July 1963

Stress-Responsive Indole Substance

Author Affiliations

Biochemical Correlates Laboratory, The Neuropsychiatric Institute, University of California Medical Center.

Arch Gen Psychiatry. 1963;9(1):89-95. doi:10.1001/archpsyc.1963.01720130091011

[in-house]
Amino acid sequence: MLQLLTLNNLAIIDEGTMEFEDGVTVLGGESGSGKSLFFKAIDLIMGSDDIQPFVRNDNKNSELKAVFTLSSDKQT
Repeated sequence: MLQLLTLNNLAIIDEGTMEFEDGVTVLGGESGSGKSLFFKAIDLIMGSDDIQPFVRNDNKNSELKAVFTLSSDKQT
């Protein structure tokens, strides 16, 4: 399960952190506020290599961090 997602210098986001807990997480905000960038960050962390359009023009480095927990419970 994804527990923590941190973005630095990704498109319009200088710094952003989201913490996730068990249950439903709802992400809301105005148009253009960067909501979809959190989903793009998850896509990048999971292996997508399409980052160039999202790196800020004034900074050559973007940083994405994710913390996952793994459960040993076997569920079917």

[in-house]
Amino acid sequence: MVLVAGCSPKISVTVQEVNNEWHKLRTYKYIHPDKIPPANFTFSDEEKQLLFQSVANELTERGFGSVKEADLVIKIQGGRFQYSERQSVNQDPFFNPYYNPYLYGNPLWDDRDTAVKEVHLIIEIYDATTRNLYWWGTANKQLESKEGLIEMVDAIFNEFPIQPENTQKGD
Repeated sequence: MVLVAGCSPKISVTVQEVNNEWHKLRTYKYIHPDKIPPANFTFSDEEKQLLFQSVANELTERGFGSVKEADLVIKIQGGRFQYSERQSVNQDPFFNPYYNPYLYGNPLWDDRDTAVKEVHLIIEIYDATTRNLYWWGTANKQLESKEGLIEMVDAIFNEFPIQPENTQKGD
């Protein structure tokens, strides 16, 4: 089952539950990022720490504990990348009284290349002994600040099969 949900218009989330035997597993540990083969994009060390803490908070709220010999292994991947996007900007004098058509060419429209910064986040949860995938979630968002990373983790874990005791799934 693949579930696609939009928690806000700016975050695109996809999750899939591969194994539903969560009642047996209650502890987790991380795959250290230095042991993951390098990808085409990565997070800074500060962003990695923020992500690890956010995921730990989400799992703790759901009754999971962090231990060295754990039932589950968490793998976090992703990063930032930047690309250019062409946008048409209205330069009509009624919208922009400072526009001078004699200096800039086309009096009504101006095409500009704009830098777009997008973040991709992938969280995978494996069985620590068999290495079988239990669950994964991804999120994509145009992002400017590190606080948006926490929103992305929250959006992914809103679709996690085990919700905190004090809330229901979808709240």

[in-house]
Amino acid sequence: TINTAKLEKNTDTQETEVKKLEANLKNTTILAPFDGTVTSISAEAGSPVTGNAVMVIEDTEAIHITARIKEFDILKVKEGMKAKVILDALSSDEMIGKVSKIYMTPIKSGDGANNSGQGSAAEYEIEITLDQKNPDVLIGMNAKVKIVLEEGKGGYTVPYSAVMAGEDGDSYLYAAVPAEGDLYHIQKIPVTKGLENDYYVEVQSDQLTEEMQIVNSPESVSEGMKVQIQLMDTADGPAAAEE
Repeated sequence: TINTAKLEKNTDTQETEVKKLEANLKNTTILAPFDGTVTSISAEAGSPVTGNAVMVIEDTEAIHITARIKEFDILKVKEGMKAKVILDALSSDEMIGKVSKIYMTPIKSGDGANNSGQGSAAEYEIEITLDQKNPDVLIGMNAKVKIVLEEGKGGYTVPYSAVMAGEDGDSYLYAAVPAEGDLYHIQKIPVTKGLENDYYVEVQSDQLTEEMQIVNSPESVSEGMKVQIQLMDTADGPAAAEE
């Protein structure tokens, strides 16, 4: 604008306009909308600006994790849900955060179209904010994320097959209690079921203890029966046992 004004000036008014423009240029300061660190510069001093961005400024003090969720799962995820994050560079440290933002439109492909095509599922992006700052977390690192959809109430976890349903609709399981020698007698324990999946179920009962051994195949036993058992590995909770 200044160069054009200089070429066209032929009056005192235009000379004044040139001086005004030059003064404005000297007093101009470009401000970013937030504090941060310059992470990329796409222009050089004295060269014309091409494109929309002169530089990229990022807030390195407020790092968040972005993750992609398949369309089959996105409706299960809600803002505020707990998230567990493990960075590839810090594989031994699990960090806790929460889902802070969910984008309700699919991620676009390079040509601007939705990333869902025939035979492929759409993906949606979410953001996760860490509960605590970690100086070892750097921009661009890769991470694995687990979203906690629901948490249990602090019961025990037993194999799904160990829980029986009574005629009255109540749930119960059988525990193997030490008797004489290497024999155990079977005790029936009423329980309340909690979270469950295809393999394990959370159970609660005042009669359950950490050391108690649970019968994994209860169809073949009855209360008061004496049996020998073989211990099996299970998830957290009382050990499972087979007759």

Previous work reported from our laboratory1-3 has indicated that there were various physiological influences on indole compound excretion, notably, diurnal variability, urine volume, and diet. In addition, a "stress-responsive indole substance" (SRIS) has been seen after extraction and chromatography; this substance appeared in the urine at the same time as the peak of 17-hydroxycorticosteroid excretion following corticotropin activation of the adrenal gland. The present report concerns a systematic attempt to verify the 17-hydroxycorticosteroid-SRIS relationship and, in addition, to study the effect of controlled diet, tryptophan load, and tryptophan load and corticotropin combination on indole excretion. It appears that the SRIS is of particular interest in that we have recently demonstrated increases and decreases of plasma 17-hydroxycorticosteroid levels in man from stimulation in the amygdala and hippocampus,4 respectively. These findings, taken in combination with the recent reports of the temporal lobe

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